On January 22, 1908, Bell, J., overruled the plea, and appointed the plaintiff ancillary receiver, "with power and authority to collect, and receive and receipt for all assets in Massachusetts belonging to said corporation, and to pay over the same to the receiver in Rhode Island duly appointed as aforesaid, filing his account and first making report however of all his proceedings in Massachusetts to this court, and he shall be subject to such further orders and decrees of this court as shall seem meet in the premises." Borden appealed on January 27, 1908.
On July 2, 1908, the judge's "report of facts," mentioned in the opinion, was filed.
Other facts are stated in the opinion.
A. S. Phillips, for the defendant Borden.
W. H. Thornley (of Rhode Island), (D. J. Slade with him,) for the plaintiff.
LORING, J. This is an appeal from a final decree appointing a receiver of the property of a Rhode Island corporation in a proceeding ancillary to a similar proceeding and appointment of the same person as permanent receiver by the Superior Court of that State.
The decree should have directed the receiver here not to transmit the Massachusetts assets to himself as receiver in Rhode Island until provision had been made for attaching creditors in Massachusetts. Second National Bank v. Lappe Tanning Co. 198 Mass. 159 . Borden v. Enterprise Transportation Co. 198 Mass. 590 . It should be modified accordingly.
The appellant has argued a question as to the exclusion of evidence set forth in an offer of proof stated in findings of fact made by the judge who heard the petition "in accordance with the provisions of section 23 of chapter 159 of the Revised Laws." These findings of fact were made more than five months after the final decree here appealed from had been entered.
That question is not properly before us. The only way of presenting such a question to this court is by a bill of exceptions, if an exception to the exclusion of the evidence was taken at the trial, or by a reservation under R. L. c. 159, s. 29.
There is nothing however in the contention of the defendant in this connection. His contention is that as matter of law a creditor of an insolvent foreign corporation cannot maintain an ancillary petition against it in the courts of this State where the foreign corporation has not complied with St. 1903, c. 437, s. 58 ; and where the creditor who applies here applied for the appointment in the home State, was the attorney of the insolvent corporation, made the application at the solicitation and with the consent of the corporation, and was himself appointed the receiver. The appellant's argument is that since the corporation under those circumstances has no standing in the courts of the Commonwealth,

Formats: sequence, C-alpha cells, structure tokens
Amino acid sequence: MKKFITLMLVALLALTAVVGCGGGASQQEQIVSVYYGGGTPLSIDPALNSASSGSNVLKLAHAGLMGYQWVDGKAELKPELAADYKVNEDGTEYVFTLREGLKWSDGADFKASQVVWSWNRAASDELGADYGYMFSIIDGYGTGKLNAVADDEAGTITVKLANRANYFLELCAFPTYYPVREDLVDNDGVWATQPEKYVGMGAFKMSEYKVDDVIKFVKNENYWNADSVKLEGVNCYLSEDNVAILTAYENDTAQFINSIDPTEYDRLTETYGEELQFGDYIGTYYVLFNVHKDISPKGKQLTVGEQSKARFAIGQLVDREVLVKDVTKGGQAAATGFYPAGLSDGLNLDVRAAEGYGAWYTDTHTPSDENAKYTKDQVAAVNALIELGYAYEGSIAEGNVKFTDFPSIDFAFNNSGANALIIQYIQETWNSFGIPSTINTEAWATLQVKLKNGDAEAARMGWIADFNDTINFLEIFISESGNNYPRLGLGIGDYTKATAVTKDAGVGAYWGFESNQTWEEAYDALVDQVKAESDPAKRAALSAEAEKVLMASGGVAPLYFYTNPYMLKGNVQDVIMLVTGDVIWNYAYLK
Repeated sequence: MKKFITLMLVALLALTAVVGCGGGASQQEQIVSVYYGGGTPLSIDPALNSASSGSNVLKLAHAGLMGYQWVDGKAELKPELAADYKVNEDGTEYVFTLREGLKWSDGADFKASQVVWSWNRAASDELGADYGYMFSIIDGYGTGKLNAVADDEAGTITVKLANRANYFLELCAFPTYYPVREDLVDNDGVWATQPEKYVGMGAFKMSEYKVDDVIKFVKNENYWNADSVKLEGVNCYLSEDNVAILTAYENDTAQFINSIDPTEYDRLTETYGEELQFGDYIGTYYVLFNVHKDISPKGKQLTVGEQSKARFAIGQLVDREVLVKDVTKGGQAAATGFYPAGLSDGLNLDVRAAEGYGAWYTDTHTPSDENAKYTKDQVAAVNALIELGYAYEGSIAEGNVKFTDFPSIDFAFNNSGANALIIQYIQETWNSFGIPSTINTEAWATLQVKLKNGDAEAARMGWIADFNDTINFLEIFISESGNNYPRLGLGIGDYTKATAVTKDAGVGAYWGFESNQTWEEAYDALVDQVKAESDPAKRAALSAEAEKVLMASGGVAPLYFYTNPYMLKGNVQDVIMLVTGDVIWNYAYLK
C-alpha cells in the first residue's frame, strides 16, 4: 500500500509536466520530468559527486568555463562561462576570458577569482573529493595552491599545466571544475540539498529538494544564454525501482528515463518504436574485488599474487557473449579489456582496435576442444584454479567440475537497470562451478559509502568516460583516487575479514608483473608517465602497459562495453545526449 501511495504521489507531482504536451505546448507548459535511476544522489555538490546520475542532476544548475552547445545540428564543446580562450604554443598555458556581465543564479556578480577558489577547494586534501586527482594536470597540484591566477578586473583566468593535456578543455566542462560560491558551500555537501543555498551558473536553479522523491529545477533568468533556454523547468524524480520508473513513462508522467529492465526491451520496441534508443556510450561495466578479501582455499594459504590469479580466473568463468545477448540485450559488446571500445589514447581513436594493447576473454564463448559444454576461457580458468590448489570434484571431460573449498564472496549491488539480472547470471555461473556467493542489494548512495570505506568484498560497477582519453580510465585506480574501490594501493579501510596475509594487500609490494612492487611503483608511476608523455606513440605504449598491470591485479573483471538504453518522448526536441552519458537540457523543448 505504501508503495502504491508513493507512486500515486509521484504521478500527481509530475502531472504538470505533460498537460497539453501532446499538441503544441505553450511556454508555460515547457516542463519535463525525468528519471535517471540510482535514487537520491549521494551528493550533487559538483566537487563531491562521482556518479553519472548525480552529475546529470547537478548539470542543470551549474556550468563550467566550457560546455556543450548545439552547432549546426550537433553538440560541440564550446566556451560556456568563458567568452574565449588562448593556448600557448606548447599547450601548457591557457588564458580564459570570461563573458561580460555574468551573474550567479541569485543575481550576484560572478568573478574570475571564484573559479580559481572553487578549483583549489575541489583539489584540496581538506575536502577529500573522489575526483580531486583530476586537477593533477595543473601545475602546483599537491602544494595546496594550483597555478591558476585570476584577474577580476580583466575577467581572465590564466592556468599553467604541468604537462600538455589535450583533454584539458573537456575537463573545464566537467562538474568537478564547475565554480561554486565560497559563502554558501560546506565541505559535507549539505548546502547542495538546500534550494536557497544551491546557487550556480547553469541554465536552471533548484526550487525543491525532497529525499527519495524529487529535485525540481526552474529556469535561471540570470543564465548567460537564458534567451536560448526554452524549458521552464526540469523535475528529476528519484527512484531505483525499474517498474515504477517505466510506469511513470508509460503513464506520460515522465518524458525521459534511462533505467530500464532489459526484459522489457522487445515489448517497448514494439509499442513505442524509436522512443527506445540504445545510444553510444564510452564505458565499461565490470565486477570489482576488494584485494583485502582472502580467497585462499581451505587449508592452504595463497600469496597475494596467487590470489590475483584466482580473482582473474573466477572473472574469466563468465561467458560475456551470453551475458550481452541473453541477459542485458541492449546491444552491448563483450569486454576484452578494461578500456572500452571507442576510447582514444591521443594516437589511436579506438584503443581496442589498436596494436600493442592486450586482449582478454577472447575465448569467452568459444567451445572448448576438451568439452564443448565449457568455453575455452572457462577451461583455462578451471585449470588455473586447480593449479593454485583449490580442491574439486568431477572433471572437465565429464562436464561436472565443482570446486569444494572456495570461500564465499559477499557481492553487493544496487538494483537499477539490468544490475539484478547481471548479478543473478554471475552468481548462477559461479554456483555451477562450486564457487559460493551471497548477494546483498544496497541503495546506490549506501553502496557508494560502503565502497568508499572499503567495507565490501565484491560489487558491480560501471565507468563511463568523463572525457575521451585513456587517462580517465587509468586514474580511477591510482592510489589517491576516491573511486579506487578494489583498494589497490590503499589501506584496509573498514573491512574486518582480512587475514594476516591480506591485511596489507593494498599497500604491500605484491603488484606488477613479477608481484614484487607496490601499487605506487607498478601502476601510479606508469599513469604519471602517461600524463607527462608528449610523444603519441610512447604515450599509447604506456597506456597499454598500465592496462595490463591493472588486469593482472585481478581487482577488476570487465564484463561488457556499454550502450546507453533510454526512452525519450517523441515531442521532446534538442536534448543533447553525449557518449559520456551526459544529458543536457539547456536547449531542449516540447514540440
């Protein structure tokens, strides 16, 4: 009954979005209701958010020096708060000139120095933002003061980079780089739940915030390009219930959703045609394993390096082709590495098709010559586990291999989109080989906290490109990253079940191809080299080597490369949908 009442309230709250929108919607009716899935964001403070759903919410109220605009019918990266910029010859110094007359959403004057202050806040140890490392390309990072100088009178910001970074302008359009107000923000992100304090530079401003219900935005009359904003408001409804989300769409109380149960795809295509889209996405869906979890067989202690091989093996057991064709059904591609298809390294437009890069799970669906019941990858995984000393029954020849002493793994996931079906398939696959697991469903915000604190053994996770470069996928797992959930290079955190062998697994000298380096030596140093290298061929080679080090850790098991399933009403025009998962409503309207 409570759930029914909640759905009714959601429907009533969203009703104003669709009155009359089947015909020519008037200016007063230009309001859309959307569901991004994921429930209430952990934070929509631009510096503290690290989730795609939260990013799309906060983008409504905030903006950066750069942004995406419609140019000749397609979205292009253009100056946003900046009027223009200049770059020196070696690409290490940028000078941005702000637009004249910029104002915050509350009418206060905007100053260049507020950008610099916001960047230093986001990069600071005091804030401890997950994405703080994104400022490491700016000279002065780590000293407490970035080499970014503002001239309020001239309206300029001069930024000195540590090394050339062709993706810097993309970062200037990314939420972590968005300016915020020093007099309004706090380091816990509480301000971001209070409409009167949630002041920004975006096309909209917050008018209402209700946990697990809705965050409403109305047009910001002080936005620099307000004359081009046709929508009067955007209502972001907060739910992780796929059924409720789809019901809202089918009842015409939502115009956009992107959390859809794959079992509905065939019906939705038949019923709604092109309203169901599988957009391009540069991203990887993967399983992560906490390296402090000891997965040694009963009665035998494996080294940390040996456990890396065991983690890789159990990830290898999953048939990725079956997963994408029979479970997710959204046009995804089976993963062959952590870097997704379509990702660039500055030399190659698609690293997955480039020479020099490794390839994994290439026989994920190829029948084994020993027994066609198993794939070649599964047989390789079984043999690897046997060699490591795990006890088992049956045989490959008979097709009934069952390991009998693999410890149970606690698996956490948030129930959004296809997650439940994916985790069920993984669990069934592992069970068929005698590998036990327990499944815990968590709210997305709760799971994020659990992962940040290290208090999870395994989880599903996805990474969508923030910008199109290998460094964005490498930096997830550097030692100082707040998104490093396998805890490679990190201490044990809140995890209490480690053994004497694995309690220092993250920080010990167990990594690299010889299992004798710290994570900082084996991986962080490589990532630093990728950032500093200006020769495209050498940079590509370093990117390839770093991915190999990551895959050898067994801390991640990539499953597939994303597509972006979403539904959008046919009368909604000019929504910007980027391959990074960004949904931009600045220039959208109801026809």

(as to which see National Fertilizer Co. v. Fall River Bank, 196 Mass. 458 ; Friedenwald Co. v. Warren, 195 Mass. 432 ,) the attorney of the corporation who applies at its solicitation and with its consent has no greater right. If the application had been made by the plaintiff as the attorney of the insolvent corporation the conclusion urged by the appellant perhaps would have followed. But the petition here in question was made by the plaintiff as a creditor, not as the attorney of the insolvent corporation. The evidence stated in the offer of proof would have gone no farther than to raise a question as to the good faith of the proceeding, and it was so treated by the judge. He states in his finding of facts : "I ruled that the facts stated in the offers of proof were not conclusive as matter of law and determined that, if proved, I should still upon the whole case grant the petition."
The decree must be modified by providing that the receiver appointed here is not to transmit to Rhode Island the assets received here until provision is made for attaching creditors in Massachusetts. So modified the decree is affirmed.